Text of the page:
A reader’s e-mail a few weeks ago stated succinctly and somewhat mystifyingly - “The man who sank the Bismarck learned to fly at Sydenham.”
But the Bismarck was sunk on May 27, 1941 by H.M.S King George V, H.M.S Rodney, H.M.S Dorsetshire and H.M.S Norfolk.
However, an explanatory document accompanying the reader’s note told the remarkable story of a Belfast-trained pilot who’d crippled Hitler’s 45,000-ton flagship before the Royal Navy fleet arrived to finish her off.
When Roamer was a child, blissfully unaware of the death and devastation brought about by the historic sea-battle, I regularly stalked the Bismarck with H.M.S. Hood!
These were lovingly-glued plastic models, manoeuvred (with appropriately-mouthed sound effects!) around the kitchen floor.
I’ve often wondered how my mother managed her housework with WWII erupting around her ankles!
I was in awe of the Bismarck because we lived near Lough Erne and I’d often been told that a Catalina flying-boat from Castle Archdale spotted it in the Atlantic.
After Bismarck sank H.M.S Hood and seriously damaged H.M.S. Prince of Wales on 24 May 1941, the mighty German flagship desperately needed to get to occupied France for repairs.
It was a Belfast-trained pilot in an old-fashioned Swordfish Biplane - Lieutenant Commander John ‘Jock’ Moffat - who halted Bismarck’s urgent race to Brest.
Sadly, Jock died just a few months ago on 11 December 2016 in Perthshire, aged 97.
He was the last surviving Swordfish pilot from the heroic team of flyers whose attack successfully accomplished Winston Churchill’s optimistic command - ‘Sink the Bismarck!’
A previous air strike by nine Swordfish aircraft from the carrier H.M.S Victorious hit Bismarck with a single torpedo, but then all contact with the vessel was lost.
Bismark was steaming towards France.
Meanwhile, the Ark Royal, carrying 818 Naval Air Squadron’s Swordfish and pilots, joined the chase with a fleet of other vessels.
One of Ark Royal’s pilots was 21-year-old Sub Lieutenant John ‘Jock’ Moffat.
John William Charlton Moffat, born on 22 June 1919 in Swinton, Scotland, applied to become a pilot at the beginning of WWII and was sent to Sydenham, Belfast, where a training school, set up by Short Brothers, was based.
He learnt to fly in a Miles Magister aircraft - a two-seater, monoplane, basic trainer, affectionately known as ‘Maggie’ - in Sydenham’s Elementary and Reserve Flying Training School, opened on New Year’s Day in 1939.
The Belfast airport was used for training purposes by both the Royal Air Force and the Fleet Air Arm of the Royal Navy.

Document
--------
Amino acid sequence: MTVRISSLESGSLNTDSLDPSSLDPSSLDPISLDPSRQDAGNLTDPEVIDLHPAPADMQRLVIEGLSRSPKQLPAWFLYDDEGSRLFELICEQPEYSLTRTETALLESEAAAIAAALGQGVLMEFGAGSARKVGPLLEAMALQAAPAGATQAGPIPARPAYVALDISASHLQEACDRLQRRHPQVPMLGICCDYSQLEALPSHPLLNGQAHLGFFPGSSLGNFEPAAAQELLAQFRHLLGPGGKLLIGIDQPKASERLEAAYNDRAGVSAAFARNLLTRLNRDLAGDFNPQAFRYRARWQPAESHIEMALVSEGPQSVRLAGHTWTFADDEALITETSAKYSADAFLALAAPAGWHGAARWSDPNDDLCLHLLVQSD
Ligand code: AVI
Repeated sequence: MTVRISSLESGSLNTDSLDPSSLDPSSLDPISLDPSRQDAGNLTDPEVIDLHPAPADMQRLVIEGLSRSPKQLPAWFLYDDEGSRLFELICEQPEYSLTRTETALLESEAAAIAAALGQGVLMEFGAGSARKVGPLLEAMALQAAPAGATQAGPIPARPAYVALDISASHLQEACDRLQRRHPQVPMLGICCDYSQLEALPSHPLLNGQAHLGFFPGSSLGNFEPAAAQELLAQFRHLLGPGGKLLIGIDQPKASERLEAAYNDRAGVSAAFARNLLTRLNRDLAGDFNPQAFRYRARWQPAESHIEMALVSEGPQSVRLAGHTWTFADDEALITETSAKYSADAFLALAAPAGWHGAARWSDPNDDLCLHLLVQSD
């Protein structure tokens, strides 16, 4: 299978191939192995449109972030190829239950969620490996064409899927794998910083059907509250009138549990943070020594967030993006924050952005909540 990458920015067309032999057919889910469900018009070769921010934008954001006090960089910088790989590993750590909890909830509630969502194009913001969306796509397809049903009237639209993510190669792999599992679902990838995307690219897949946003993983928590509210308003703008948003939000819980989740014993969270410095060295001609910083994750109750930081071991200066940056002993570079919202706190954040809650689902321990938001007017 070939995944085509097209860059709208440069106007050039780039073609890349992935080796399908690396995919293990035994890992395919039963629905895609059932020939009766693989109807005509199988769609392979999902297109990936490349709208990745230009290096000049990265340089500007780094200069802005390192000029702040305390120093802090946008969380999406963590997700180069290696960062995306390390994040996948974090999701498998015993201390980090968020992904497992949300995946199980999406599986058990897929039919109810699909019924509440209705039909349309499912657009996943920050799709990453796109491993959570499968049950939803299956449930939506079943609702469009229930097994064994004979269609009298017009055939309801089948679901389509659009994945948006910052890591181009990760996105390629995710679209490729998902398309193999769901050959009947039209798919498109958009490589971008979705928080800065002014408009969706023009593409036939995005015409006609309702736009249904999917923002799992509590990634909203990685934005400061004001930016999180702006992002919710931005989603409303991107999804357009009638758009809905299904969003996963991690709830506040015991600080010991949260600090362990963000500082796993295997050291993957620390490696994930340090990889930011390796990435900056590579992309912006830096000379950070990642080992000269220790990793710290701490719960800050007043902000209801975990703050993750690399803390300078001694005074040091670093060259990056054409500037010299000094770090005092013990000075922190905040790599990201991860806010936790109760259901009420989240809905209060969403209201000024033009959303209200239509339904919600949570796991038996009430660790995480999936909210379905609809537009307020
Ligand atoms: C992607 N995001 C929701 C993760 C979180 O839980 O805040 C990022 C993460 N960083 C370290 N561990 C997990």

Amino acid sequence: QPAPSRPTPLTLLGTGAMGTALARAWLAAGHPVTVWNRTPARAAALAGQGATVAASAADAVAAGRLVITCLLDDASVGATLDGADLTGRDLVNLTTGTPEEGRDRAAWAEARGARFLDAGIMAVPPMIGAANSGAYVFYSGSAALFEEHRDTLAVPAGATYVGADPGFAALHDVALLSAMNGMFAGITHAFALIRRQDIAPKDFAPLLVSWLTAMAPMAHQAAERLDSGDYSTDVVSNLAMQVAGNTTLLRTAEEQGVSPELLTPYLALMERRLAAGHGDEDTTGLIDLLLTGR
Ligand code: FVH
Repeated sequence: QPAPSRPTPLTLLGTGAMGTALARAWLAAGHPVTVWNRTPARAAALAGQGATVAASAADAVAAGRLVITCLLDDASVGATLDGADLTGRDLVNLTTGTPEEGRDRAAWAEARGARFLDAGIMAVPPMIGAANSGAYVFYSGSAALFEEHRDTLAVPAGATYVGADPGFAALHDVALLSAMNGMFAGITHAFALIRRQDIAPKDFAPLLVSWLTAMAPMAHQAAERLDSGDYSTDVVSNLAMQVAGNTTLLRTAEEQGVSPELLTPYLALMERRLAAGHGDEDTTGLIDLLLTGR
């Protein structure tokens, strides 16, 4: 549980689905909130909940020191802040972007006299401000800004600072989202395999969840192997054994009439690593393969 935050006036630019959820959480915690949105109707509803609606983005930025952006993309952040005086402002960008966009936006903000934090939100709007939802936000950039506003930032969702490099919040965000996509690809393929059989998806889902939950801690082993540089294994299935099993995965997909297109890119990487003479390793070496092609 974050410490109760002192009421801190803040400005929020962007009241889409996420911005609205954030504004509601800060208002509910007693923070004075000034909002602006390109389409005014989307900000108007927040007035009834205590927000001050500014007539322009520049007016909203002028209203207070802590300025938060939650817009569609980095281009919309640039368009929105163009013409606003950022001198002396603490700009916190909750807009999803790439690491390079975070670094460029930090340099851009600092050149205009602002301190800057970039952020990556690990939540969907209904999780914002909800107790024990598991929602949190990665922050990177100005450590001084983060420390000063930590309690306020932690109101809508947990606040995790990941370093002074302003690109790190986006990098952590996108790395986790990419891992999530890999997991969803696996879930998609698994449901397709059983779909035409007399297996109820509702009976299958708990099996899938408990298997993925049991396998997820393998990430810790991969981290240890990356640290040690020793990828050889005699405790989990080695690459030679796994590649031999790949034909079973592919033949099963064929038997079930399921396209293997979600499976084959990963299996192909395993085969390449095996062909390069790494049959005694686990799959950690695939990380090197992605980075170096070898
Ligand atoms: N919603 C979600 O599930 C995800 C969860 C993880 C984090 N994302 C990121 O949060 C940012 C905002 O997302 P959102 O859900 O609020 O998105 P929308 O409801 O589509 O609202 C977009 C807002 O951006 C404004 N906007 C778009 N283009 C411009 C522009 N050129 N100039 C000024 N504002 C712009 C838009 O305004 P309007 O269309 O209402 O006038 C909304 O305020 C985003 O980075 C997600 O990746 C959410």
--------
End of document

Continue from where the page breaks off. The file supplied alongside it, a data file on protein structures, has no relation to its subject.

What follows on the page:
When the Ark Royal, with Jock on board, set off to hunt Bismarck, the Swordfish pilots had just finished a Malta Convoy run.
“We were on our way back when we were told about the (sinking of) Hood,” Jock recounted to war-aviation historian Mark Barber, “our job was now to search for the Bismarck.”
They flew singly, in search patterns of up to three hours, in open cockpits, with the weather quickly deteriorating.
It was very, very cold.
On the morning of 26 May a Catalina from Lough Erne spotted Bismarck, and knowing her whereabouts the Swordfish started shadowing her.
Weather conditions were terrible.
“When I took off,” Jock told Mark Barber, “the ship’s deck was pitching 60 feet! We wondered if we were going to make it.”
The cruiser H.M.S Sheffield, one of the few warships in the area equipped with advanced radar, was tracking Bismarck, but the Swordfish pilots hadn’t been told there was a British ship in the vicinity.
In hopelessly low visibility they attacked Sheffield by mistake!
Fortunately no damage was done, and the Swordfish returned to their carriers to re-arm and refuel.
The second sortie of 15 planes formed up “in terrible weather beneath a 600-foot cloud base” Jock recounted.
They approached Bismarck through a blaze of thick flack, with Jock and his aimer and observer in one of the first three aircraft.
“All hell broke loose!” he told Barber “They didn’t half open up on us!”
With his plane iced up in dense, freezing wind, Jock dived from the cloud and discovered that his plane was alone.
“I had lost the other two Swordfish in the dive,” he recounted “but on my right, two miles away, was a huge ship, firing its main guns.”
In the chaos and confusion of flack and atrocious weather all of the Swordfish had separated out and were attacking Bismarck from all sides, individually!
The colossal warship opened up with every weapon she had, and in the thick barrage of explosions Jock lined up his flimsy little biplane, just 50 feet above the raging waves.
His observer, Sub Lieutenant John “Dusty” Dawson-Miller,
was leaning out of the cockpit with his head underneath the aircraft, waiting for a trough in the waves before releasing a torpedo.
“We were so close that I could make out people on the deck. It was quite uncanny!” Jock told author Mark Barber.
They turned and climbed, unaware of their bullseye on Bismarck’s rudder, which was irreparably jammed.
All that the stricken vessel could do was go around in circles and on the morning of 27 May, after almost two hours of intense gun and torpedo attacks by the Royal Navy, the order was finally given to abandon ship.
Only 115 men out of Bismarck’s crew of over 2000 survived the sinking.